There was an 1980’s version of Kiss Him Goodbye, sung by a Canadian acapella group which you may or may not remember. Marc Connors, the lead singer, had such a powerful tenor voice that he was able to sustained the high notes for at least thirty seconds.
Even Johnny Carson was blown away when the Nylons performed KISS HIM GOODBYE on his late-night show.
Tenor voices like that just don’t come along very often. However, we really appreciate them when they do.
During the winter of 1989 my husband came home with a new gadget that had recently hit the market: a portable CD player.
With feigned interest I allowed him to put the earphones on me. As he turned it on, I could not believe what my ears were hearing.
It was the first time I had ever heard music of such clarity. The music was fresh, acapella, overwhelming, and a delectable feast to the ears.
The song I was listening to was WILDFIRE from the new Nylons album ROCKAPELLA.
I was hooked
Immediately, I made the CD player, ROCKAPELLA CD and earphones my own.
He never saw them again.
Over the next few months, I collected all of the Nylon’s CDs and had committed the words to all of their songs to heart and memory.
Surely, you know some of them, (remakes included).
Up the ladder to the roof, Poison Ivy, Buy Back The Amazon, Combat Zone, This Island Earth, Up On The Roof… and my favourite BUSY TONIGHT…
One of the few songs which has been known to actually stop me from breathing for four whole minutes
For my wedding anniversary, my husband bought me tickets to see them at Lewiston’s Art Park, and yes, I was very excited.
However, as soon as we pulled in to the park we knew that something was wrong. With throngs of college students conducting sit-ins, and a dozen or so police vehicles keeping a close eye on them, we found ourselves in the middle of a developing protest.
As we pulled into a parking spot, I spotted camera crews racing towards a group of men that had just exited the theatre lobby.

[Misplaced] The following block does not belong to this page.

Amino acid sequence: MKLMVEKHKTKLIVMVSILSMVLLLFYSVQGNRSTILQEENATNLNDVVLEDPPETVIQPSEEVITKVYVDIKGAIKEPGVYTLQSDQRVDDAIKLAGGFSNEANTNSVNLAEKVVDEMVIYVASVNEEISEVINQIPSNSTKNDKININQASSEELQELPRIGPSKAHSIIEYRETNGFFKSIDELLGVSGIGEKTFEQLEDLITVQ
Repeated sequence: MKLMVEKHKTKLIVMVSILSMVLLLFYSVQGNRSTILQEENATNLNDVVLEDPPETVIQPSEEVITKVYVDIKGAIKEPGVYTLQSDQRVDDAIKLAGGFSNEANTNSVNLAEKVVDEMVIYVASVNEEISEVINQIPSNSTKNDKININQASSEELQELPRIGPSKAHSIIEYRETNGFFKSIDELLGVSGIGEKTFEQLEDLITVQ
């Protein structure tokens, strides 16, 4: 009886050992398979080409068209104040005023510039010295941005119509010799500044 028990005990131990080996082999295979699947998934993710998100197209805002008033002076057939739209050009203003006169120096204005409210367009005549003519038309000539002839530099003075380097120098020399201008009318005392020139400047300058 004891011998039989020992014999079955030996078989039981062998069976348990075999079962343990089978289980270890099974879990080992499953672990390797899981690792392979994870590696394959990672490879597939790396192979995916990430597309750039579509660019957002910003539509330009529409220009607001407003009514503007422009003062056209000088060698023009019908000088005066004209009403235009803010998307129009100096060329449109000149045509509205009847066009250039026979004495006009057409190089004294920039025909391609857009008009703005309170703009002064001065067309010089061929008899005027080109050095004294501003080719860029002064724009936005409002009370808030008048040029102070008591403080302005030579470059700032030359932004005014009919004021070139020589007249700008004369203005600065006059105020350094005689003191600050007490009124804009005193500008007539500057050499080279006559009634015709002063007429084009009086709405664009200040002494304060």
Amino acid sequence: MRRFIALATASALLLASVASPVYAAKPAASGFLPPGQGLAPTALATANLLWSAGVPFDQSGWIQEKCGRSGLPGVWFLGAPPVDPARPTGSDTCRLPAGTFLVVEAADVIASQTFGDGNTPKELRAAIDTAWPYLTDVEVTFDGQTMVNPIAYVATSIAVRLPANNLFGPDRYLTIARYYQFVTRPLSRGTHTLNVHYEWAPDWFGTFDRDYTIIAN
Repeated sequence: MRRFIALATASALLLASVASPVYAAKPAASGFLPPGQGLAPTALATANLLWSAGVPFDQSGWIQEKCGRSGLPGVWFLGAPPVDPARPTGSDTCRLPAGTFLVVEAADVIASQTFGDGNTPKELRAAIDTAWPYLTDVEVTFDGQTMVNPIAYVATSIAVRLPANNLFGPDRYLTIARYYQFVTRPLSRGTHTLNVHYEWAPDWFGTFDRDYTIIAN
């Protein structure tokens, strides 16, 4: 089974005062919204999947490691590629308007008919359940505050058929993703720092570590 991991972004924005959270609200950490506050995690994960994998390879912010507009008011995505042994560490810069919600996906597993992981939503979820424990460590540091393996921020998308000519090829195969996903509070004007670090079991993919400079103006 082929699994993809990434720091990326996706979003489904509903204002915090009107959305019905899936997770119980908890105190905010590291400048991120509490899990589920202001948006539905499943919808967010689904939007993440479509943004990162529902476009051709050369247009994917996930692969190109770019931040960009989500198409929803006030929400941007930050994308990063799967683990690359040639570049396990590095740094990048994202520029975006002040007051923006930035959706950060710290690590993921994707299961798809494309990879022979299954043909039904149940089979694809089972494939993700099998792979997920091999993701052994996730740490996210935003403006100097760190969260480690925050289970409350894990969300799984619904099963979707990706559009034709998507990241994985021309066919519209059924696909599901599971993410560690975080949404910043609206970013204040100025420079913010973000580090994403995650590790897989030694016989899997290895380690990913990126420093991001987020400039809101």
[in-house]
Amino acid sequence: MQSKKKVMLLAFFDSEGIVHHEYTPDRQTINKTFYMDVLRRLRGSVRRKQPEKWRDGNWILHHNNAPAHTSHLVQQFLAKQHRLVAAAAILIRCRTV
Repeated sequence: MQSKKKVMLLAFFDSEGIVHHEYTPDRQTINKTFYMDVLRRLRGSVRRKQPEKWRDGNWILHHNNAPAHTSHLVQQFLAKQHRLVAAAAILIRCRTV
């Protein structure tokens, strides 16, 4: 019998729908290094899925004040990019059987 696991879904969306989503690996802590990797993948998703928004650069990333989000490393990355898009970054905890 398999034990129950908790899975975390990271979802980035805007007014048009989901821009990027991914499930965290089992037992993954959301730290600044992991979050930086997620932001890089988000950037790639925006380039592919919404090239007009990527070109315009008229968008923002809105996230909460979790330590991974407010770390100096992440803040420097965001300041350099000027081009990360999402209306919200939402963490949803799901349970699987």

“Wonder what’s going on there?” I said pointing to my left.
“It’s them,” my husband replied, “the Nylons.”
As we approached the developing circle of reporters I could see a tall, gaunt man watching the developments from afar. Marc Connors was the only Nylon not present at the press conference, so I quickly determined that he was the tall man watching from a distance.
What had happened was Art Park had cancelled the afternoon performance of the featured play because the performance included the burning of a bible. This affront to freedom of speech was not taken lightly, and the Nylons had announced that they would throw their support behind the protesters if the protesters would allow the Nylon’s performance to continue unencumbered.
Everyone walked away happy.
Everyone that is but the tall, gaunt man. He did not look happy as he slowly turned the other way and began to walk towards the deserted alternate entry.
Confused, I approached from behind and called out his name.
He stopped, turned around and looked at me.
My pending joy at meeting Marc Connors turned bittersweet as I could immediately tell that he was not well. His face and neck had been ravaged by Aids, a disease that had only come to my attention five years earlier.
Marc and I smiled at each other. As I acknowledged myself as a “big fan.” he only nodded sadly.
It was then that I held out my hand.
He looked long, hard at my hand before he held out his own. Only later, did I come to understand why he became teary as I touched and clasped his thin, yet warm hand.
Without a word, he then turned around and walked away.
Seeing him in such a weak state, I wondered if he was strong enough to perform.
But boy, did he ever.
He hit every note.
He danced with the exuberance of a teenager.
He never missed a beat.
And six months later he was gone.
In 2003, I watched the mini series ANGELS IN AMERICA written by Tony Kushner adapted to screen by Mike Nichols.
In the last few moments, the lead character Prior Walter (played by Justin Kirk) says to us, the audience…
“This disease will be the end of us but not nearly all.”
“The dead will be commemorated.”
“We will struggle on with the living.”
“We are not going away. We won’t die secret deaths any more.”
“The world only spins forward.”
“We will be citizens.”
“Our time has come.”
“The work begins.”
Now, ten years after the death of Marc Connors, not only does the work and struggle in the battle against Aids continue,
… so does the celebration of his life.